Like James S. A Corey’s Expanse series, Ismae origins lie in online roleplaying. Back in April 2004, Amanda and I were playing various online games and had grown bored of the clichés and tropes, trudging through the same scenarios we’d seen time and again in books, TV, movies, and gaming.
Tabletop role-playing games were a staple of my youth, and I found that the new generation of computer games wasn’t meeting my expectations of the interactive storytelling I’d known sitting around a table with my friends. So we decided to build our own world (using software of the time) and attempt to bring the qualities I missed and Amanda had yet to experience (small-town Indiana wasn’t quite the hotbed of nerdom that a SUNY school town was back then) to our gaming together.
Years passed, friendships were made, and much fun was had. However we felt limited by the genre of the platform we were using. It was traditional high fantasy—elves, dwarves, and quaint Medieval-style villages. You know the type. You like the type. (We know we do.) We attempted to develop the world on other platforms, but eventually life intervened and the roleplaying group drifted apart. Ismae went dormant. But things you love never really stay dormant.
We don’t remember an exact date or even what brought it up, but one day we began talking about Ismae again. We discovered Amanda and I both had continued rolling over concepts and characters in our minds in the intervening time. It was like opening a tap. The solid fundaments of what Ismae is today began then. We archived the previous gazetteer and development notes and started fresh with the goal of continuing in a medium we could manage with just the two of us: fiction.
This phase of Ismae’s evolution was painful at times. We both wanted to create something free of the rigid expectations of both high fantasy and hard sci-fi. From there we asked questions about Ismae and how it differed from Earth and the worlds of other authors: Who lived there? Why do they live like the do? How did their civilization start? What types of government are found there? What religions? What resources? How about a world with no humans? There were arguments (there still are), but they were productive and led us to the world you’ll find in Things They Buried and all the other Ismae tales. If this had been a lone writer, what evolved from that single POV would have been far less vivid and inventive.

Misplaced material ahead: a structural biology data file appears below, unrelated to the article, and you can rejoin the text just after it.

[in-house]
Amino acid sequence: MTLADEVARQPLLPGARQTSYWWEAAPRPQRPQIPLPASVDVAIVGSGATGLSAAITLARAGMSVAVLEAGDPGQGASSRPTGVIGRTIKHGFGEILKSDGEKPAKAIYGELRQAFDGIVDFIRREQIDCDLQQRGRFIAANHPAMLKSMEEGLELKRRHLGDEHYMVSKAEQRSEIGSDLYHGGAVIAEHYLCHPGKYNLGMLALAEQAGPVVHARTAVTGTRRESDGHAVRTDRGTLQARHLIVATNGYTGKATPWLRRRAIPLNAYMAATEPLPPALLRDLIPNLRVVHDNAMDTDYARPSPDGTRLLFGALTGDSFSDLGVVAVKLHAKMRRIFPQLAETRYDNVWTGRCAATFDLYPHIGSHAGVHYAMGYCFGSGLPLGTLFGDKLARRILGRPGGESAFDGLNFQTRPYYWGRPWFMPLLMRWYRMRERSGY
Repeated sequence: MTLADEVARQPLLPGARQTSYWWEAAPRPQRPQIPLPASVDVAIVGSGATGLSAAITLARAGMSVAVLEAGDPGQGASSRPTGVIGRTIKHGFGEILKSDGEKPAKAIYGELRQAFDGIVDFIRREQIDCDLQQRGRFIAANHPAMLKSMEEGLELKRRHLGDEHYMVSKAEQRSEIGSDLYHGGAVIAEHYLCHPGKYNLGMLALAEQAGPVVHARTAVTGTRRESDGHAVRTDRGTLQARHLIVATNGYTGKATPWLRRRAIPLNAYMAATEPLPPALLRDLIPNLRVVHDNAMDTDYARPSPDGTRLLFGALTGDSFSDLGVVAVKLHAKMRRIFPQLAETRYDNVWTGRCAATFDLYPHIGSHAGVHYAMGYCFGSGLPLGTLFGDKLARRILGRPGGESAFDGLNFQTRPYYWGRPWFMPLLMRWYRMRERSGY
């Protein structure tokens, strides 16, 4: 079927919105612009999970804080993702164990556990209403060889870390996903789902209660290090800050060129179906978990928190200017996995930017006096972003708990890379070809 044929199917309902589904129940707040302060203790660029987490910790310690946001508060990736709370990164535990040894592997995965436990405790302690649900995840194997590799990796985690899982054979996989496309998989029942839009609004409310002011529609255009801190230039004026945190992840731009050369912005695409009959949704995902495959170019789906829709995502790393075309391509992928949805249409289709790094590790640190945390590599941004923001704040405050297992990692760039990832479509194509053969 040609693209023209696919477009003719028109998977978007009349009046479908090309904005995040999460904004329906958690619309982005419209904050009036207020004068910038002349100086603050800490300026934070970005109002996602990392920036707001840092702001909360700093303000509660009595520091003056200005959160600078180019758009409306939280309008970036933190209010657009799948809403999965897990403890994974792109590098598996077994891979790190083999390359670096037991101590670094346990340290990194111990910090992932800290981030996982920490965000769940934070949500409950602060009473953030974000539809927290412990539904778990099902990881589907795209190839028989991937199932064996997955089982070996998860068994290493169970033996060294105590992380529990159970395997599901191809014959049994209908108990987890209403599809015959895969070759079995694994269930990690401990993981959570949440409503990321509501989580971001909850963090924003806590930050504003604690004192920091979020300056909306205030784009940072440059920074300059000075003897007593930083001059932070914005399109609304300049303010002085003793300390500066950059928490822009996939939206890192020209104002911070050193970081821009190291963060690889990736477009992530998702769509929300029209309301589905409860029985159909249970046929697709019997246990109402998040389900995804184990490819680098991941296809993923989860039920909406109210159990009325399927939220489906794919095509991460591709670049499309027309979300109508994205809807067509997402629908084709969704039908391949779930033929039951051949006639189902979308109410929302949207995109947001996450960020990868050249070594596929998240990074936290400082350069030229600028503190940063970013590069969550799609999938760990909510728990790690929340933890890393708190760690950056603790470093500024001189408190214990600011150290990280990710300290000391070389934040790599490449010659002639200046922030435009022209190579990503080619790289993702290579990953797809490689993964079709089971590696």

We wrote scraps of stories and scenes that gradually became “the book,” as it was known for a few years. It began with Aliara: “The drunk Minikin had been babbling for hours.” and meandered for a while from there. Then Amanda had a dream about a creepy, abandoned theater manned by automata, and (thankfully) wrote it down on waking. This dream was the keystone, allowing the plot to reveal itself. The complete rough draft followed. We needed roughly two years to complete it, though we spent much of that time developing many of the world’s unique features—zoetics, opoli, mysticism, even the slang.
Our process has smoothed out significantly since then. These days, we attack worldbuilding from a character’s point of view, but there are still global questions and decisions made almost daily. It never ends—and that’s fantastic.
The Ismae world map featured here can also be found in our gallery.
Do you have other questions about the world of Ismae? Let us know.